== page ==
When I was a kid, Robert Redford was the hunk my mother and her friends yakked about as they smoked and drank coffee before Another World began. As I got older, I became a fan of Redford but mainly because he directed one of my favorite films of all time, 1980's Ordinary People. There was something about the film and Timothy Hutton's performance that hit a cord in me. (Kudos to Ordinary People, FH 2010) It has only been the last couple of years however that I have begun to appreciate Redford as an actor and an icon of male hunkdom.
Below: With Natalie Wood in This Property Is Condemned(1966)
With the increase in cable movie channels, there is an opportunity to see Redford in his prime and I have been able to watch many of his movies, especially those from the 70's. The Way We Were probably gets the most play, and after several viewings, the latest this week, I finally see why. I am not sure the movie is one you can truly relate to until your older. The pleasure and pain of a lost love, one so important in forming you have become is something most of us don't really understand until we are older and have been through it. I think my deepest love (except the one yet to come) occurred in my twenties and now that a decade has past since it ended, and only now with distance, can I look back on the time without pain taking over my memories.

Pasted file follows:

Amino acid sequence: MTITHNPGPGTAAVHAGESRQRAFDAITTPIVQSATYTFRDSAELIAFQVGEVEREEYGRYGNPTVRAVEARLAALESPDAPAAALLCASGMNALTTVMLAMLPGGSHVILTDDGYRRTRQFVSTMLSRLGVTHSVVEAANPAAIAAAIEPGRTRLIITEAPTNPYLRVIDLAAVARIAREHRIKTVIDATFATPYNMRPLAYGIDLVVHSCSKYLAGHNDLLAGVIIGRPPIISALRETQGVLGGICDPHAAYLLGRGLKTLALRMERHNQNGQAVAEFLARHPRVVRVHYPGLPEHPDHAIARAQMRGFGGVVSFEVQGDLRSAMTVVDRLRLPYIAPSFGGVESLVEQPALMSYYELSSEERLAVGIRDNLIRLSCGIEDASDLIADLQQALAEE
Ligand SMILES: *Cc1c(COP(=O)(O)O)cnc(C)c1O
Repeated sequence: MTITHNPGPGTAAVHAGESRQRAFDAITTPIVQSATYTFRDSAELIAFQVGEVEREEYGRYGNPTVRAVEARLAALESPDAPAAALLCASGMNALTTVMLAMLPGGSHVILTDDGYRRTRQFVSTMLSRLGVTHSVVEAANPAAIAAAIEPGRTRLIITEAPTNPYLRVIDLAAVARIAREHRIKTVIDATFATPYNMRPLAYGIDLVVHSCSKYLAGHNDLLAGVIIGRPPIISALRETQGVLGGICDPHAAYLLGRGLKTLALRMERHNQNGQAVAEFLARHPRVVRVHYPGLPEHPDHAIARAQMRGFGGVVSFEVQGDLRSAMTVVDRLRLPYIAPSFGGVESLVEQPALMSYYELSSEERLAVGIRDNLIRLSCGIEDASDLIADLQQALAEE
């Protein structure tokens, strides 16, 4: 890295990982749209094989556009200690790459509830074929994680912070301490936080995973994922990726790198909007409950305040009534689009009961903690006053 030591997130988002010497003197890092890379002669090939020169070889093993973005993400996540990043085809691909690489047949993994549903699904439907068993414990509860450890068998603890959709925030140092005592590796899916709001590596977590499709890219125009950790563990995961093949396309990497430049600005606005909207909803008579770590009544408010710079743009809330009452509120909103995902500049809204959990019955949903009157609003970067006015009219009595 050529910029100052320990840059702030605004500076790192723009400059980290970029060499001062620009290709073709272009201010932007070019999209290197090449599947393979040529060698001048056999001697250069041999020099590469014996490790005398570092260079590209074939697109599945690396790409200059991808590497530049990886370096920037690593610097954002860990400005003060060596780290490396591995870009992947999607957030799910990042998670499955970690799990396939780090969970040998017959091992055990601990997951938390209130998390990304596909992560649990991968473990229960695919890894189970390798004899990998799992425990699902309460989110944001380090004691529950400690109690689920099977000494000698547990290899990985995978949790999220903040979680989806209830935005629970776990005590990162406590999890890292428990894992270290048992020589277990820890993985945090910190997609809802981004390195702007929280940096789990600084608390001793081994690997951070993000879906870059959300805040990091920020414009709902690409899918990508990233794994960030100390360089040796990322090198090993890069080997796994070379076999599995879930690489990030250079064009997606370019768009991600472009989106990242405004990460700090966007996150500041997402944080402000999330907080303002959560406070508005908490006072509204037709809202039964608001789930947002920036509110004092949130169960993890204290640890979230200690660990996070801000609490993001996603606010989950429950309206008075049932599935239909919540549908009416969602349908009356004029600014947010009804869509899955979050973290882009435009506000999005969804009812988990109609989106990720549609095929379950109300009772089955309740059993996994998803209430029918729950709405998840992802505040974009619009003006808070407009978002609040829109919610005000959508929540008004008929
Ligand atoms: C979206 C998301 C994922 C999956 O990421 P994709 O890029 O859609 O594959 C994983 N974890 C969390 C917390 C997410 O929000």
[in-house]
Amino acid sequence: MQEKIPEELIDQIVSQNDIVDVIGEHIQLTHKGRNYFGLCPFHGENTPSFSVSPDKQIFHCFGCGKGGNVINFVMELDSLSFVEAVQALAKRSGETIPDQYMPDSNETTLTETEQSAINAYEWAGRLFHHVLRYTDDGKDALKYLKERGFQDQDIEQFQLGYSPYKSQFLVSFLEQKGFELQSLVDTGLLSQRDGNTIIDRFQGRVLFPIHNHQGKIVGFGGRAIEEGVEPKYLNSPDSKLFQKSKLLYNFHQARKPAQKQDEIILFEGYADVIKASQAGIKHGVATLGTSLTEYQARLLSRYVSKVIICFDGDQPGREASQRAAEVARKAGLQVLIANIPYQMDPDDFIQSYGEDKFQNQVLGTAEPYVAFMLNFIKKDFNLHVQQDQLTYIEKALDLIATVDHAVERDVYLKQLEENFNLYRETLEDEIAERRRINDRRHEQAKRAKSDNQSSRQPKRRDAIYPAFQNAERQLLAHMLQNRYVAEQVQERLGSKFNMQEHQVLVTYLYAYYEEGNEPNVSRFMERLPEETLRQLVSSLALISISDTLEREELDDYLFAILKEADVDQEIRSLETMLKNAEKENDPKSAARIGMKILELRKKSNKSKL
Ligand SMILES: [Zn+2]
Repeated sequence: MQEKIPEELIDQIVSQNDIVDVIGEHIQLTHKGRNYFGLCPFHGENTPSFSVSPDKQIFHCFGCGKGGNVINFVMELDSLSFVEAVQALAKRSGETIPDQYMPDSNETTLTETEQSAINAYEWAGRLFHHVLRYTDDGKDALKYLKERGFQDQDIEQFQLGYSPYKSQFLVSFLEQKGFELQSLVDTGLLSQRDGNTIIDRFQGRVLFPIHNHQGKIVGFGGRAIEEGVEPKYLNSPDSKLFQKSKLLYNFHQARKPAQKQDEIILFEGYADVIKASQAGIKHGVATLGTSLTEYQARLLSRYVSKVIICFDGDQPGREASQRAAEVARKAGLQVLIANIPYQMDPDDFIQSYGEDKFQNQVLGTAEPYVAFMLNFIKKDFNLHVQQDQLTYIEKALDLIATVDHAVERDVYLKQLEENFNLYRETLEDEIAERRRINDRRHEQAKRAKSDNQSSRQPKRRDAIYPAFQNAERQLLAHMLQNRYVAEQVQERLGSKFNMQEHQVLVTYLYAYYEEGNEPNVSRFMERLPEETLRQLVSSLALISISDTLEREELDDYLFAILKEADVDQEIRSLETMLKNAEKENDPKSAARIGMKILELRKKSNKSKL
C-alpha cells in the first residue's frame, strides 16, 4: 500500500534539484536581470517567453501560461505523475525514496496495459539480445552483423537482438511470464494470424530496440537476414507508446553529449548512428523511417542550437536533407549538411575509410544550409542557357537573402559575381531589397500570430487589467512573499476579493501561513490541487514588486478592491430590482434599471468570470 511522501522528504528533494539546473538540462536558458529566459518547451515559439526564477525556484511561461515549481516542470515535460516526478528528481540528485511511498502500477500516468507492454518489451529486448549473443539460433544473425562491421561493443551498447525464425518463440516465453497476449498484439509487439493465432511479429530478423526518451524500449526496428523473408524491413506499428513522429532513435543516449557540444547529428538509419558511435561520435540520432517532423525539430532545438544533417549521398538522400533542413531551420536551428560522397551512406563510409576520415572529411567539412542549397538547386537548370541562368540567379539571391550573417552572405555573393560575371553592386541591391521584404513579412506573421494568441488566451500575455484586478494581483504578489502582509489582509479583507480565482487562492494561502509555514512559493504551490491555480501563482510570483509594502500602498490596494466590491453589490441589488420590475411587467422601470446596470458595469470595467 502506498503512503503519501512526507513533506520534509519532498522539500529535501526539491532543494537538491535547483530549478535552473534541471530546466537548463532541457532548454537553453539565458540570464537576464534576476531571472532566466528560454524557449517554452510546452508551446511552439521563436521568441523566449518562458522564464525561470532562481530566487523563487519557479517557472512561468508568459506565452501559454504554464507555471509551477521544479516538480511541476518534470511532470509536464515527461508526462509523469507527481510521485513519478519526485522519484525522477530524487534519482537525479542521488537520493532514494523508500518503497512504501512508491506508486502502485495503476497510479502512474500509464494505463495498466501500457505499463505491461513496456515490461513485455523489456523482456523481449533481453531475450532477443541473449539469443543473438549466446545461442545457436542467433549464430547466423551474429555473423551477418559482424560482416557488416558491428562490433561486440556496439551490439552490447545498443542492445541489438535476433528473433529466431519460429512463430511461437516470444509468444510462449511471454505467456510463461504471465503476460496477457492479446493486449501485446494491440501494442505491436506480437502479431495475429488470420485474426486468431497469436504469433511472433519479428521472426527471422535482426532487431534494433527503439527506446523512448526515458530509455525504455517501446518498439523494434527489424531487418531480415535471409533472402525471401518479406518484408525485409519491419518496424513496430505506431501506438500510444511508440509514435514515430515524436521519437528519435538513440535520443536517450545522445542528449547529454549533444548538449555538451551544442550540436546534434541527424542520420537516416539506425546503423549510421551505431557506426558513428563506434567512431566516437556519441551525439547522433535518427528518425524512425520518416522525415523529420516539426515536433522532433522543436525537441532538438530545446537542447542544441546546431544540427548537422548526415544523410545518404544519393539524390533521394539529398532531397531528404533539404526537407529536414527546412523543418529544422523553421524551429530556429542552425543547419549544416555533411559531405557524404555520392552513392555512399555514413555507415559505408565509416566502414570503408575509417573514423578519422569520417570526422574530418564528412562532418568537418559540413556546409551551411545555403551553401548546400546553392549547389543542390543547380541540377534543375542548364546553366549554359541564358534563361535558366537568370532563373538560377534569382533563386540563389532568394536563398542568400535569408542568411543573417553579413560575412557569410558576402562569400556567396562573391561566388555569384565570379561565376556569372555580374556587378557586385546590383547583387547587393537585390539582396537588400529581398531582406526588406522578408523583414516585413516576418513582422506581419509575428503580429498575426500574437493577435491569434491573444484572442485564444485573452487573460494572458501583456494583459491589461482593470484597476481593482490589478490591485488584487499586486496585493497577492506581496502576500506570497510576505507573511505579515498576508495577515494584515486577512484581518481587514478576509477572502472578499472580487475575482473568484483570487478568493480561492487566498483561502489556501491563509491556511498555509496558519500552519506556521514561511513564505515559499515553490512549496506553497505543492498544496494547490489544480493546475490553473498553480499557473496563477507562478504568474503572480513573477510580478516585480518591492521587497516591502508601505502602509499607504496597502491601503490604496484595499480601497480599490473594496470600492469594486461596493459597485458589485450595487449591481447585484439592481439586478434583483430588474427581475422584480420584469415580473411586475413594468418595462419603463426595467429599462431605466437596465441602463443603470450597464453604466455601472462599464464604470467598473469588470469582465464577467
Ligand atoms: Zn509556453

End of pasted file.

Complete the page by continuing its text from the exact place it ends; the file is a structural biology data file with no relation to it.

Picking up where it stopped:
The Way We Were (1973)
Both Barbra Streisand and director Sydney Pollack have talked about how hard it was to convince Redford to take on the role of Hubbell. Initially Redford saw the role as simply eye candy and resisted roles that played to his heartthrob image. Eventually he saw what we did. Hubbell is one of my favorite Redford roles and not only a more difficult role than Streisand played, but also more complex. Hubbell was certainly man candy, Redford always was, no matter how hard he fought. The actor also created a rather unlikable, yet totally irresistible character, that drew you in even though you knew he would never be able to totally commit.
Redford is an interesting actor to research. Like Hubbell, there are complexities to his relating to his image of a romantic hunk. Redford fought it, but maybe not really that hard. He focused on the work, yet there always seemed a part of him that knew his looks were what set him apart. It would almost be impossible to do anything else really, but embrace it.
Ads for Baz Luhrmann's new version of The Great Gatsby play pretty constantly on television these days. I loath most remakes, and wish instead, that older versions of classic movies would just be released in theatres instead. Will be interesting to see, although Leonardo DiCaprio is a good actor, I am not sure anyone could capture the magic that Redford had on screen, and am not sure why anyone would try.
The Great Gatsby (1974)